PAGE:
A very personal article from Paul Balm reflecting on Panthers winning the 2017 Continental Cup

As I sit and write this I’m in that weirdly quiet lull period where the initial ecstasy has faded and realisation has only just started to kick in, but it’s being kept back by disbelief and certain knowledge that what you’ve just seen couldn’t have actually happened. Realisation won’t give in though, it keeps try to batter the doors of disbelief down, so it keeps popping up in your head in waves only to be fought back down. It wins through in the end though, it has to it has truth on it’s side and that’s when the euphoria rises again. But, for now, as I sit here waiting to start recording a special podcast it’s time to quietly reflect on what’s just happened.

Trying to get my head around what I’ve just witnessed is no mean task. Sport is full of hyperbole and it’s all too easy to start throwing phrases around at every given opportunity and if you do they lose their potency. If you describe everything as huge then nothing is anymore. That doesn’t mean that there aren’t events that those phrases or words should be used for. Events, in fact, that demand those words. This weekend has been one of those events. This has been nothing short of massive.

Massive for the Nottingham Panthers certainly but for British ice hockey? Definitely. If it wasn’t on the map yet then it will be after that this and if it was then it’ll stand out that little bit more. Let’s hope the Elite League use it to their advantage. I’d love to see them advertising themselves as the home of the Continental Cup champions (the battering ram of realisation just struck the doors again). In a time when the league and its team owners seem to lurch from one PR disaster to another here’s a good story. I really hope they can see that and use it.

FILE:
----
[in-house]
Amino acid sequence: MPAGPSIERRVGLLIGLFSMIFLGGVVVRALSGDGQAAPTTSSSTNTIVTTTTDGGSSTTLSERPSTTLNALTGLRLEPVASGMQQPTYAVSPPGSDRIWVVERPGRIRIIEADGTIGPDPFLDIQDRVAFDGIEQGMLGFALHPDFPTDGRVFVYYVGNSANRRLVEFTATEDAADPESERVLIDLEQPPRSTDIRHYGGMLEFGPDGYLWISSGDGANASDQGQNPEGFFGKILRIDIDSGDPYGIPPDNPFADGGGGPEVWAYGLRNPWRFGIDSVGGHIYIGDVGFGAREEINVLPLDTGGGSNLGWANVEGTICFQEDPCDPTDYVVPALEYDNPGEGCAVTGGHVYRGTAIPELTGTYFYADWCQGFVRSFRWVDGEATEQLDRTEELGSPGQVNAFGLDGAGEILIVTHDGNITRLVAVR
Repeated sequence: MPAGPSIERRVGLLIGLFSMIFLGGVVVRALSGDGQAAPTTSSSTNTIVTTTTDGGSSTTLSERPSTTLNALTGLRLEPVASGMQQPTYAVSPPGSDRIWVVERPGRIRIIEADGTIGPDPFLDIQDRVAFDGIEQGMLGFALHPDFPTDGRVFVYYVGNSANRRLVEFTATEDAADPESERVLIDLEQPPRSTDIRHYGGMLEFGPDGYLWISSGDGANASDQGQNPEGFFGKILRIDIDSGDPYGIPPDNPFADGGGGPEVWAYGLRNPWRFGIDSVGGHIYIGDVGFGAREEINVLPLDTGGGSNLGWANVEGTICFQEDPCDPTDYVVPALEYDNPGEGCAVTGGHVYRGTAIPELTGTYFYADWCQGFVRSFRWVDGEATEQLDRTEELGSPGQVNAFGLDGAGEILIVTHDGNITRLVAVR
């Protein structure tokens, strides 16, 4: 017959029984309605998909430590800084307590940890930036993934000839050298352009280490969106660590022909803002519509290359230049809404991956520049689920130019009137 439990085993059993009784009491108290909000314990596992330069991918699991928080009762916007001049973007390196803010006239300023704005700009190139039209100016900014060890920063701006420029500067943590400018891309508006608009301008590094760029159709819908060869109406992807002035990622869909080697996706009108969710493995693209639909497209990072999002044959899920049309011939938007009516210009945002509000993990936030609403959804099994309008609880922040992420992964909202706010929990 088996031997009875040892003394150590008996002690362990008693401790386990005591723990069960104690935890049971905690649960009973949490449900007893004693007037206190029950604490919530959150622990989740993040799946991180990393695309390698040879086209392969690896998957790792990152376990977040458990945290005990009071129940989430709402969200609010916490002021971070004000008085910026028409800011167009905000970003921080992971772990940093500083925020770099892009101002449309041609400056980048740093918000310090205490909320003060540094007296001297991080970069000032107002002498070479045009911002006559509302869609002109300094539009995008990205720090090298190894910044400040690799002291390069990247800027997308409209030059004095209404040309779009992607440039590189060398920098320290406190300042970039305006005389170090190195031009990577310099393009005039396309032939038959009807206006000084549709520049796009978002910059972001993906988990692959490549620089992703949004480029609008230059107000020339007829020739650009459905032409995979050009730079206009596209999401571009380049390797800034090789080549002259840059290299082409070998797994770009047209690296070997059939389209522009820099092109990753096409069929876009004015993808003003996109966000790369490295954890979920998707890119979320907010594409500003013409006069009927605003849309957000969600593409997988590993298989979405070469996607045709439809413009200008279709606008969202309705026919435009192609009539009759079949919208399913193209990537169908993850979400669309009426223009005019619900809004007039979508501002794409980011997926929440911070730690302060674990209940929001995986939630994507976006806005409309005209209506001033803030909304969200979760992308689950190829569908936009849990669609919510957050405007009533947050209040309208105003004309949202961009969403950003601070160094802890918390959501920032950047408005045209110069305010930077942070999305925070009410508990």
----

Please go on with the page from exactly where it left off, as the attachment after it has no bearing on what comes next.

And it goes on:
But, let’s face it it’s bigger for the Nottingham Panthers than anyone else. It really is massive for us. This has to go down as one of the biggest nights in our history. We’ve come a long way and if I’m honest it’s taken us a long time. We’ve ended up going down so many wrong turnings so many times that you’ve had to doubt (well I have) if we’d ever get where we were going, wherever that was. If you’d told me back in 1980 that we’d end up one day as the Champions of Europe (regardless of the opposition) then I’d have laughed in your face but then again I’d probably have done the same (I’m almost sure I did) in December as well.

I realised this afternoon that I’ve gone through the whole range of emotions during this Continental Cup campaign. Back in Septemer I just didn’t want to know about it, it was a distraction at best and could possibly end up blighting our season at worst. I’d gone through disinterest, I didn’t see any of the round in Odense, choosing to go away for the weekend instead. I even forgot that the third game was being played as I walked the semi-deserted streets of an out of season Skegness (you should try it, it’s great) until I got the text message telling me someone had scored. Even when I got the text I wasn’t really that bothered. I didn’t think we were going to win it so what did it matter whether I remembered that it was happening or not. I’m going away next month, I’d better check if we’ve got a game, I don’t think we have but I’ve learned my lesson. Since then there’s been a certain amount of anticipation and expectation. You get through to the final of something and you think to yourself maybe, just maybe we could be on to something here, something could happen. I wouldn’t say I ever felt that confident which I know won’t surprise my regular reader (hello Joe). I might have over played the negativity in the past for comic effect but it’s always been rooted in truth. I’m not that sort of person.